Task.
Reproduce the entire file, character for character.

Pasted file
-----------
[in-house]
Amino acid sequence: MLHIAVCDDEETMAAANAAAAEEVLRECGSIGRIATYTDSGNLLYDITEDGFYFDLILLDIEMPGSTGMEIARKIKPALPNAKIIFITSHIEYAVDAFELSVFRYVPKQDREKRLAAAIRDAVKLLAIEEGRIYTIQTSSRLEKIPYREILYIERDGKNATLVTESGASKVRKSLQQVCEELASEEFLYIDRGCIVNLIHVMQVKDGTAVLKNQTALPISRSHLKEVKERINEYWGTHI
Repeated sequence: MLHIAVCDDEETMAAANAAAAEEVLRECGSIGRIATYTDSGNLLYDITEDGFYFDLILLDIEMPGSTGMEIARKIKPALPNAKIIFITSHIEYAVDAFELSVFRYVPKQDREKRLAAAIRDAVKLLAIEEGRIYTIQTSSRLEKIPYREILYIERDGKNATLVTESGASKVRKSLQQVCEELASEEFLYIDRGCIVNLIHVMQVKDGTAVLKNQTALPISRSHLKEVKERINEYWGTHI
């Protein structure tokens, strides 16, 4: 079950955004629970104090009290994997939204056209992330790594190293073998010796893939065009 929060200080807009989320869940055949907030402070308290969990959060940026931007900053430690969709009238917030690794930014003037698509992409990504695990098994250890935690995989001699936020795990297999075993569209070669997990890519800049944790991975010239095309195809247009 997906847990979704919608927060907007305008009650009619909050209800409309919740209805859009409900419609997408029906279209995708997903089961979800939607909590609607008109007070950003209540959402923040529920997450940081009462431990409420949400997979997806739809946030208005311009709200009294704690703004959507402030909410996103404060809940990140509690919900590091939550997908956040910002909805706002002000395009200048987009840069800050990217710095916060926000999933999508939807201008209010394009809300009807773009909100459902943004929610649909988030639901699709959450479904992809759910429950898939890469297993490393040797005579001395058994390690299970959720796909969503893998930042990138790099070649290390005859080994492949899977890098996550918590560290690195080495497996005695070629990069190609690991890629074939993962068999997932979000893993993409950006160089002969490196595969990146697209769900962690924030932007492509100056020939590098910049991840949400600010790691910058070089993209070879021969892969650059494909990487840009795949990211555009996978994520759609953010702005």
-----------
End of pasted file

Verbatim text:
[in-house]
Amino acid sequence: MLHIAVCDDEETMAAANAAAAEEVLRECGSIGRIATYTDSGNLLYDITEDGFYFDLILLDIEMPGSTGMEIARKIKPALPNAKIIFITSHIEYAVDAFELSVFRYVPKQDREKRLAAAIRDAVKLLAIEEGRIYTIQTSSRLEKIPYREILYIERDGKNATLVTESGASKVRKSLQQVCEELASEEFLYIDRGCIVNLIHVMQVKDGTAVLKNQTALPISRSHLKEVKERINEYWGTHI
Repeated sequence: MLHIAVCDDEETMAAANAAAAEEVLRECGSIGRIATYTDSGNLLYDITEDGFYFDLILLDIEMPGSTGMEIARKIKPALPNAKIIFITSHIEYAVDAFELSVFRYVPKQDREKRLAAAIRDAVKLLAIEEGRIYTIQTSSRLEKIPYREILYIERDGKNATLVTESGASKVRKSLQQVCEELASEEFLYIDRGCIVNLIHVMQVKDGTAVLKNQTALPISRSHLKEVKERINEYWGTHI
């Protein structure tokens, strides 16, 4: 079950955004629970104090009290994997939204056209992330790594190293073998010796893939065009 929060200080807009989320869940055949907030402070308290969990959060940026931007900053430690969709009238917030690794930014003037698509992409990504695990098994250890935690995989001699936020795990297999075993569209070669997990890519800049944790991975010239095309195809247009 997906847990979704919608927060907007305008009650009619909050209800409309919740209805859009409900419609997408029906279209995708997903089961979800939607909590609607008109007070950003209540959402923040529920997450940081009462431990409420949400997979997806739809946030208005311009709200009294704690703004959507402030909410996103404060809940990140509690919900590091939550997908956040910002909805706002002000395009200048987009840069800050990217710095916060926000999933999508939807201008209010394009809300009807773009909100459902943004929610649909988030639901699709959450479904992809759910429950898939890469297993490393040797005579001395058994390690299970959720796909969503893998930042990138790099070649290390005859080994492949899977890098996550918590560290690195080495497996005695070629990069190609690991890629074939993962068999997932979000893993993409950006160089002969490196595969990146697209769900962690924030932007492509100056020939590098910049991840949400600010790691910058070089993209070879021969892969650059494909990487840009795949990211555009996978994520759609953010702005």